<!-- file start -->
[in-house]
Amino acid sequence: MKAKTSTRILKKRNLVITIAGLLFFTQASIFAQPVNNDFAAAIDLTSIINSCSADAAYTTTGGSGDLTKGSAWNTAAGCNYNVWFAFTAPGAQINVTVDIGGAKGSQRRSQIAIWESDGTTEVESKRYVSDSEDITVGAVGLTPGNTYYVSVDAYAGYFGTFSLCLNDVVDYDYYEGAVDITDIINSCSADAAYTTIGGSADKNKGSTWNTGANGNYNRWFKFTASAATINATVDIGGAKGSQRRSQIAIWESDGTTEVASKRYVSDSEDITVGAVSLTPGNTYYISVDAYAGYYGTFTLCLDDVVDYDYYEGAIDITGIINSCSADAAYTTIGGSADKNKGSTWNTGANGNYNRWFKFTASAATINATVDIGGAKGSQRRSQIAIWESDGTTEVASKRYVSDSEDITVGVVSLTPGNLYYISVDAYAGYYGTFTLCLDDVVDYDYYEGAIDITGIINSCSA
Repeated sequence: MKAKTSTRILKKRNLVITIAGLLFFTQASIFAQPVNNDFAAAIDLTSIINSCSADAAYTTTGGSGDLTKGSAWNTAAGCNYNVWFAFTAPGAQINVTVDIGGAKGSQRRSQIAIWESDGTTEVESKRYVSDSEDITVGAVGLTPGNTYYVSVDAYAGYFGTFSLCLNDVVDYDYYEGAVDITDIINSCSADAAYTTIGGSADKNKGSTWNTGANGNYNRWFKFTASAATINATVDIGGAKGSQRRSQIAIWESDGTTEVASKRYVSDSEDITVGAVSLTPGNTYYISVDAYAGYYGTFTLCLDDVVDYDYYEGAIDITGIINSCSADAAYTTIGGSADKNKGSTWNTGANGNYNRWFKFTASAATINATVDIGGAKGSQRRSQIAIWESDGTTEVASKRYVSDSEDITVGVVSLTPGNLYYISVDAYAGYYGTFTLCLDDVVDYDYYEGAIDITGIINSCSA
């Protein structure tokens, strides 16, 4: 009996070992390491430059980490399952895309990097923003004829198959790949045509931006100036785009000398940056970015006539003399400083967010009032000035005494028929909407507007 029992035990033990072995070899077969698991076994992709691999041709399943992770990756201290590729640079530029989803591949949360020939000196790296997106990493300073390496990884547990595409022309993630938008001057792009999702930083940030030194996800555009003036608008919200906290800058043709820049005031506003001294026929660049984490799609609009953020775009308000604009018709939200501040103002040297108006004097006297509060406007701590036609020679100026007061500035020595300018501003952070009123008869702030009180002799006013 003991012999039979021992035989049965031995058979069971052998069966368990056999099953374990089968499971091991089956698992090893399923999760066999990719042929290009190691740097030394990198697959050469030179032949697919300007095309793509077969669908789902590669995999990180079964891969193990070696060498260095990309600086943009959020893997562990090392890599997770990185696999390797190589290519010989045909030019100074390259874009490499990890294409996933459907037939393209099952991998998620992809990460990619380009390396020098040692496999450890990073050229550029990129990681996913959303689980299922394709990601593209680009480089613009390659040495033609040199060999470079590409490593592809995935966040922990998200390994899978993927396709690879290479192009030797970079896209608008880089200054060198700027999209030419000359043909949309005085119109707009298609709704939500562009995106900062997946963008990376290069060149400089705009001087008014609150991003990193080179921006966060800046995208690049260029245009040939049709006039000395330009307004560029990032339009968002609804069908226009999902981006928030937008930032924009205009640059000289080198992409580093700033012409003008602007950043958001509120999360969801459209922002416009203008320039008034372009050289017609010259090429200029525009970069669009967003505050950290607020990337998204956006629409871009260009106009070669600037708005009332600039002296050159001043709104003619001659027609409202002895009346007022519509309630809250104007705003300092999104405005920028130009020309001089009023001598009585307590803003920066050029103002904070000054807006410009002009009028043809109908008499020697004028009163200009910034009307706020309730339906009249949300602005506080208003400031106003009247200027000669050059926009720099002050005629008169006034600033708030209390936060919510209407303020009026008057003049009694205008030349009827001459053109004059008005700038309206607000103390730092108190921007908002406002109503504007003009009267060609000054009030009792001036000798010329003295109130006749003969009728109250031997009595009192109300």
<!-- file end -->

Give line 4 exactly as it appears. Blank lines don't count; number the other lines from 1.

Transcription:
């Protein structure tokens, strides 16, 4: 009996070992390491430059980490399952895309990097923003004829198959790949045509931006100036785009000398940056970015006539003399400083967010009032000035005494028929909407507007 029992035990033990072995070899077969698991076994992709691999041709399943992770990756201290590729640079530029989803591949949360020939000196790296997106990493300073390496990884547990595409022309993630938008001057792009999702930083940030030194996800555009003036608008919200906290800058043709820049005031506003001294026929660049984490799609609009953020775009308000604009018709939200501040103002040297108006004097006297509060406007701590036609020679100026007061500035020595300018501003952070009123008869702030009180002799006013 003991012999039979021992035989049965031995058979069971052998069966368990056999099953374990089968499971091991089956698992090893399923999760066999990719042929290009190691740097030394990198697959050469030179032949697919300007095309793509077969669908789902590669995999990180079964891969193990070696060498260095990309600086943009959020893997562990090392890599997770990185696999390797190589290519010989045909030019100074390259874009490499990890294409996933459907037939393209099952991998998620992809990460990619380009390396020098040692496999450890990073050229550029990129990681996913959303689980299922394709990601593209680009480089613009390659040495033609040199060999470079590409490593592809995935966040922990998200390994899978993927396709690879290479192009030797970079896209608008880089200054060198700027999209030419000359043909949309005085119109707009298609709704939500562009995106900062997946963008990376290069060149400089705009001087008014609150991003990193080179921006966060800046995208690049260029245009040939049709006039000395330009307004560029990032339009968002609804069908226009999902981006928030937008930032924009205009640059000289080198992409580093700033012409003008602007950043958001509120999360969801459209922002416009203008320039008034372009050289017609010259090429200029525009970069669009967003505050950290607020990337998204956006629409871009260009106009070669600037708005009332600039002296050159001043709104003619001659027609409202002895009346007022519509309630809250104007705003300092999104405005920028130009020309001089009023001598009585307590803003920066050029103002904070000054807006410009002009009028043809109908008499020697004028009163200009910034009307706020309730339906009249949300602005506080208003400031106003009247200027000669050059926009720099002050005629008169006034600033708030209390936060919510209407303020009026008057003049009694205008030349009827001459053109004059008005700038309206607000103390730092108190921007908002406002109503504007003009009267060609000054009030009792001036000798010329003295109130006749003969009728109250031997009595009192109300």